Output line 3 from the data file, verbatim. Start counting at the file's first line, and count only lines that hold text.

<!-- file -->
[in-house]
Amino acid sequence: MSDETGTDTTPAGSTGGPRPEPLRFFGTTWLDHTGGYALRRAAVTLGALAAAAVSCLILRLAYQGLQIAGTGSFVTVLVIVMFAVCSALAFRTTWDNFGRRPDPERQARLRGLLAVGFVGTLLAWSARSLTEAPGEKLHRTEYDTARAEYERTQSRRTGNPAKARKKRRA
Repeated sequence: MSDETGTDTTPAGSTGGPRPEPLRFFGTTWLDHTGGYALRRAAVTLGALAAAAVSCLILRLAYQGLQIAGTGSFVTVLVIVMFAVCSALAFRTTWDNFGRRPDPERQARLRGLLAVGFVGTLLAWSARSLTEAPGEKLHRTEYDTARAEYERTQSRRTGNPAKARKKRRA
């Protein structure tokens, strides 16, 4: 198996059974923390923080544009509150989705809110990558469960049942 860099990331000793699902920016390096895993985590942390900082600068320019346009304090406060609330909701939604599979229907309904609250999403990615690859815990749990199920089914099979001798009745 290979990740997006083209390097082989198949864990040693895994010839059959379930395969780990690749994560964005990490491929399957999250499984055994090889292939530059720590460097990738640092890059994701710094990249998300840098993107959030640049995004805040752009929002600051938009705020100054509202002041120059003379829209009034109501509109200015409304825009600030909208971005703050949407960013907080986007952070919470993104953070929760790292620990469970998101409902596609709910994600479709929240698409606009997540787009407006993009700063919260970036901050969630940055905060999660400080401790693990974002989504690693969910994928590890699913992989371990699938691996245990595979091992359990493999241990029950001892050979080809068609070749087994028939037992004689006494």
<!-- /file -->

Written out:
Repeated sequence: MSDETGTDTTPAGSTGGPRPEPLRFFGTTWLDHTGGYALRRAAVTLGALAAAAVSCLILRLAYQGLQIAGTGSFVTVLVIVMFAVCSALAFRTTWDNFGRRPDPERQARLRGLLAVGFVGTLLAWSARSLTEAPGEKLHRTEYDTARAEYERTQSRRTGNPAKARKKRRA